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Paddling Posture Analysis in Surf: Its Relation with the Presence of Low Back Pain

Beatriz Minghelli1,2*, Inês Sousa1, Sara Graça1 and Sara Paulino1

1School of Health Jean Piaget Algarve, Piaget Institute, Portugal

2Research in Education and Community Intervention (RECI), Portugal

*Corresponding Author:
Minghelli B
Instituto Piaget, Escola Superior de Saúde Jean Piaget
Algarve, Enxerim, 8300-025, Silves, Portugal
E-mail: beatriz.minghelli@silves.ipiaget.pt

Received date: 18/12/2017; Accepted date: 20/12/2017; Published date: 23/12/2017

Copyright: © 2017 Minghelli B, et al. This is an open-access article distributed under the terms of the Creative Commons Attribution License, which permits unrestricted use, distribution, and reproduction in any medium, provided the original author and source are credited.

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Introduction

Surfing practice has increased its popularity both in competitive and recreational levels on beaches worldwide [1] and the number of athletes in competitive surfing has also risen [2,3]. According to the International Surf Association, there are 35 million surfers in over 70 countries [2]. The data of Portuguese Surf Federation indicates that there are about 10,000 federated athletes, 70 clubs and 140 surf schools in Portugal [4].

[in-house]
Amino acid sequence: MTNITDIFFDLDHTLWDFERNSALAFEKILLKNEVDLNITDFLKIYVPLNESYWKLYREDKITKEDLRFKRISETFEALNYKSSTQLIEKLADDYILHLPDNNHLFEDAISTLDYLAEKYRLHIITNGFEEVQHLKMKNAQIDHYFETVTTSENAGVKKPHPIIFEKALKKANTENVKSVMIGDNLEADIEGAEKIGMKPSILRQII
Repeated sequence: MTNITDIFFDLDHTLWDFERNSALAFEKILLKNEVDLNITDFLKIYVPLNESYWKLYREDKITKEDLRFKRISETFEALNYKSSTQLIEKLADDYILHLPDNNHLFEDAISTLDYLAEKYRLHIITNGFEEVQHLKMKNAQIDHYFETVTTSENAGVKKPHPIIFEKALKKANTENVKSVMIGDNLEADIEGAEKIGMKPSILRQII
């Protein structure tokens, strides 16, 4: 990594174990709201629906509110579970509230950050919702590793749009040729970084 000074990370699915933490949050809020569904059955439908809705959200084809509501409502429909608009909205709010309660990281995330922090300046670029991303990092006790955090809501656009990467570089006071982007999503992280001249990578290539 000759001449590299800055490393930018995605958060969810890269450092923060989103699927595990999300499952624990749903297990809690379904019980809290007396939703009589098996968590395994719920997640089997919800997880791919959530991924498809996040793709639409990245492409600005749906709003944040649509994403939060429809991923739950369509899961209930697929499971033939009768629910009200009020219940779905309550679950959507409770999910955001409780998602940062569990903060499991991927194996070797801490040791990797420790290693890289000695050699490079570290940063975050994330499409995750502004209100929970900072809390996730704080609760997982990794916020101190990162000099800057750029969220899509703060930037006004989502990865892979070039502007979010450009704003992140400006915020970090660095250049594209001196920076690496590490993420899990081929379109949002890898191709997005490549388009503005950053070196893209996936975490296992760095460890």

During surf session, the surfer has to realize some activities that include paddling movement, consisting in alternating movements of the upper limbs, towards the outside or in search of the best wave peak [5], perform brief periods of sprint paddle in order to catch a wave, wave riding, where the maneuvers are executed, and others activities, namely duck diving, consisting in pushing the surfboard to get under a wave that has broken or is just about to break, recovery of the board after falling, getting out and entering in the water [5,6] and stationary periods, situation where the surfer can be positioned in the prone position or sitting on his board, without any type of locomotion activity [5].